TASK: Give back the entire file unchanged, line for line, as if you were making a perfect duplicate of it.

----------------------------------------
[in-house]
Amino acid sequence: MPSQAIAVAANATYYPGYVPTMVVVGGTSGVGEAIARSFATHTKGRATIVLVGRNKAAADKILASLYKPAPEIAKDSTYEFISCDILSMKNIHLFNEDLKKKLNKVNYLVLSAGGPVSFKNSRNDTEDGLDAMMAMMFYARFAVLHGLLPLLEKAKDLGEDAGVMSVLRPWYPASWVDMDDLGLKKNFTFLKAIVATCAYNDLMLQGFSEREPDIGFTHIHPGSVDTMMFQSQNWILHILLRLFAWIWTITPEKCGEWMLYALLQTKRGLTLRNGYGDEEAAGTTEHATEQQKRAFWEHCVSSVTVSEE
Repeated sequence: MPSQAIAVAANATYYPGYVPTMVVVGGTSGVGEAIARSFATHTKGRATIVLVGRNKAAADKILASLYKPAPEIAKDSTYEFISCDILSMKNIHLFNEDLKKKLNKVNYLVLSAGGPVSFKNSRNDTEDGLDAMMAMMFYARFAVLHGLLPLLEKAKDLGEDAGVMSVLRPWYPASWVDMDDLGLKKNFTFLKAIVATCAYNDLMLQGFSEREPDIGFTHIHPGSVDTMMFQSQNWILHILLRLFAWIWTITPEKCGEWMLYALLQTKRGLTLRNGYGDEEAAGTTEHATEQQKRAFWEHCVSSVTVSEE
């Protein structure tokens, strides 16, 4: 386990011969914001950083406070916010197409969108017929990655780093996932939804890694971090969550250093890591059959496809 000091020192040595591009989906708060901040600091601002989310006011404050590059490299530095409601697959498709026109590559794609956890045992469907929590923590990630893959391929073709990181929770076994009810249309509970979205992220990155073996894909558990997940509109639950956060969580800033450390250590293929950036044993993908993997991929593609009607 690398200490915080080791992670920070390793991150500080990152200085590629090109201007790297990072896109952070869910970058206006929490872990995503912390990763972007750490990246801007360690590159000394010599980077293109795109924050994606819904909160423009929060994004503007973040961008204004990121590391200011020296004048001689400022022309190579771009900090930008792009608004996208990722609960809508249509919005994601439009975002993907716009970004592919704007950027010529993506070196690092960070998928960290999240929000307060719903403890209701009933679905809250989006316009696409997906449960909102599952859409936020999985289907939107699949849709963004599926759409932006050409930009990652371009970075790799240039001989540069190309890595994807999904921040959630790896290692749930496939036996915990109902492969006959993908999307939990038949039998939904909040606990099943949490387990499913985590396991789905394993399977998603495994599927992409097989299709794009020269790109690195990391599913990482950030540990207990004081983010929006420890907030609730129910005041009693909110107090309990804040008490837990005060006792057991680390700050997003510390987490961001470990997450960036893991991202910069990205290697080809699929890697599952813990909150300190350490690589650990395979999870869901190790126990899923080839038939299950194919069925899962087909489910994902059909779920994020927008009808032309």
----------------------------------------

[in-house]
Amino acid sequence: MPSQAIAVAANATYYPGYVPTMVVVGGTSGVGEAIARSFATHTKGRATIVLVGRNKAAADKILASLYKPAPEIAKDSTYEFISCDILSMKNIHLFNEDLKKKLNKVNYLVLSAGGPVSFKNSRNDTEDGLDAMMAMMFYARFAVLHGLLPLLEKAKDLGEDAGVMSVLRPWYPASWVDMDDLGLKKNFTFLKAIVATCAYNDLMLQGFSEREPDIGFTHIHPGSVDTMMFQSQNWILHILLRLFAWIWTITPEKCGEWMLYALLQTKRGLTLRNGYGDEEAAGTTEHATEQQKRAFWEHCVSSVTVSEE
Repeated sequence: MPSQAIAVAANATYYPGYVPTMVVVGGTSGVGEAIARSFATHTKGRATIVLVGRNKAAADKILASLYKPAPEIAKDSTYEFISCDILSMKNIHLFNEDLKKKLNKVNYLVLSAGGPVSFKNSRNDTEDGLDAMMAMMFYARFAVLHGLLPLLEKAKDLGEDAGVMSVLRPWYPASWVDMDDLGLKKNFTFLKAIVATCAYNDLMLQGFSEREPDIGFTHIHPGSVDTMMFQSQNWILHILLRLFAWIWTITPEKCGEWMLYALLQTKRGLTLRNGYGDEEAAGTTEHATEQQKRAFWEHCVSSVTVSEE
């Protein structure tokens, strides 16, 4: 386990011969914001950083406070916010197409969108017929990655780093996932939804890694971090969550250093890591059959496809 000091020192040595591009989906708060901040600091601002989310006011404050590059490299530095409601697959498709026109590559794609956890045992469907929590923590990630893959391929073709990181929770076994009810249309509970979205992220990155073996894909558990997940509109639950956060969580800033450390250590293929950036044993993908993997991929593609009607 690398200490915080080791992670920070390793991150500080990152200085590629090109201007790297990072896109952070869910970058206006929490872990995503912390990763972007750490990246801007360690590159000394010599980077293109795109924050994606819904909160423009929060994004503007973040961008204004990121590391200011020296004048001689400022022309190579771009900090930008792009608004996208990722609960809508249509919005994601439009975002993907716009970004592919704007950027010529993506070196690092960070998928960290999240929000307060719903403890209701009933679905809250989006316009696409997906449960909102599952859409936020999985289907939107699949849709963004599926759409932006050409930009990652371009970075790799240039001989540069190309890595994807999904921040959630790896290692749930496939036996915990109902492969006959993908999307939990038949039998939904909040606990099943949490387990499913985590396991789905394993399977998603495994599927992409097989299709794009020269790109690195990391599913990482950030540990207990004081983010929006420890907030609730129910005041009693909110107090309990804040008490837990005060006792057991680390700050997003510390987490961001470990997450960036893991991202910069990205290697080809699929890697599952813990909150300190350490690589650990395979999870869901190790126990899923080839038939299950194919069925899962087909489910994902059909779920994020927008009808032309």